Further changes in Japanese public opinion towards stronger security assurances could figuratively untie the hands of the politicians for legal changes. Introducing more nuclear weapons into Northeast Asia is not as worrying as the prospect of Tokyo normalising nuclear weapons further and even starting its own military nuclear program. As Japan is one of the most technologically advanced countries in the world with an extensive civil nuclear program, there is no doubt that it can develop its own nuclear weapons in a very short time. In 2004, this time has been estimated to be “in a matter of months”.  Today, the time is shortened even further. The uncertainty is the political will of Japanese politicians in this matter, due to the role of alliance with the U.S. and the Nuclear Non-Proliferation Treaty bindings. NPT is a comprehensive global treaty that legally forbids states from sharing nuclear weapons or aspiring to receive them, either through research or purchase.
What other options does Japan have?
In the background of this, the Japanese government is set on remilitarizing conventional weapons. The way Japanese officials speak about base-strike capabilities, which are controversial under the current constitution, Japan will soon begin acquiring them.  Those can theoretically include any conventional and otherwise weaponry that has the capacity to destroy an enemy military base. For these purposes, long-range rockets or bombers able to reach Chinese and North Korean territories are needed.
If nuclear sharing is introduced, we can expect Japanese politicians to probe the public support for mounting nuclear warheads on these rockets. There is also the legal issue of determining what in base-strike capabilities is still defensive and what is not. Japanese government argues that under the current constitution, Tokyo has the right to use military force at the first sign of a military operation preparation against its islands. This is an unsafe and malleable policy, as Japan will need precise military intelligence on every move inside an enemy base. Otherwise, it will be nearly impossible to determine a threshold between daily base maintenance and military action preparation against Japan. 
Concerns and questions raised by the Japanese policy shift.
The violation of international law in Ukraine has alarmed numerous countries that border authoritarian or militaristic neighbours – the norms of peaceful coexistence are being challenged and with them, global crises come. Japan is definitely not the only one but potentially is the most important state when it comes to the questions of nuclear policy, due to the regional concentration of nuclear-armed states. Bordering two countries known for their disregard of international law, China and North Korea, every move Tokyo makes might have an adverse reaction in the aforementioned states.  Now it also has all the reasons to worry about Russia. Due to the volatility of the region, Japan has to be very conscious of how its actions can be perceived by its neighbours. Despite that, the Japanese government is willing to proceed with the historically largest wave of structural and normative changes towards its military.  It shows how tremendous the crisis is in their eyes and how little trust Japan has in its neighbours.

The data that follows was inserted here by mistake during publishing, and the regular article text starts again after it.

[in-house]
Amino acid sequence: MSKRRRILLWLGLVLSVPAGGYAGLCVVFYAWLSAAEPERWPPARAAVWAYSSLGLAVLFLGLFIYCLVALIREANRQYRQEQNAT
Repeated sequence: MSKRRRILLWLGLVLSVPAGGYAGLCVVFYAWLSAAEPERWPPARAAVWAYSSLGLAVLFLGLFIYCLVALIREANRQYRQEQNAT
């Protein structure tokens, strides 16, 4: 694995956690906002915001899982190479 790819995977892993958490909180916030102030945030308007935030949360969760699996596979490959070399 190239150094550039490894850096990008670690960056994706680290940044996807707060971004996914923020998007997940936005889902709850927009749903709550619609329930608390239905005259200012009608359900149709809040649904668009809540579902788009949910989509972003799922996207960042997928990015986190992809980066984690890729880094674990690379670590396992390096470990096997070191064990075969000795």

As mentioned above, Tokyo’s defence policy is also affected by the role of its nuclear deterrence. Japan’s identities as a victim of nuclear weapons and as a proponent of nuclear weapons are currently clashing together. If it introduces more nuclear weapons to the region, it would further aggravate China and justify North Korean anti-west propaganda in the eyes of its population. Pyongyang regime will find it easier to justify its own military build-up in the name of protecting the people from “aggressive imperialist states”, in its eyes meaning the U.S. and Japan.  This is only enabled as possible due to the inability of the international community to show commitment to international law. Japan’s trust in the strength of treaties is shaken due to the Russian invasion of Ukraine. Its efforts to strengthen its own nuclear capabilities suggest Tokyo’s lack of trust in the U.S. commitment to activate the nuclear umbrella if Japan becomes a target of foreign military aggression.
Japan’s current military strengthening ambitions, coupled with the general perception of insecurity from the civil society due to the events in Europe and increased North Korean hostility, could pave the way for more amendments in favour of its militarization. The constitution is supposed to prevent that. The current unprecedented military budget, positioning Japan as the third biggest military spender in the world , can be viewed as logical and necessary. But law amendments also follow it. If the Japanese government continues with constant, but limited law revisions over time, they could potentially mount into changes significant enough to endanger the current constitution. In turn, a lack of legal constraints could set Japan on not just a defensive, but also an openly confrontational course with its neighbours, remaking it into an imposing military power. One with an active army that will not be called a “Self-Defence Force” anymore.
Article was reviewed by: Tomáš Zwiefelhofer, Kristýna Drmotová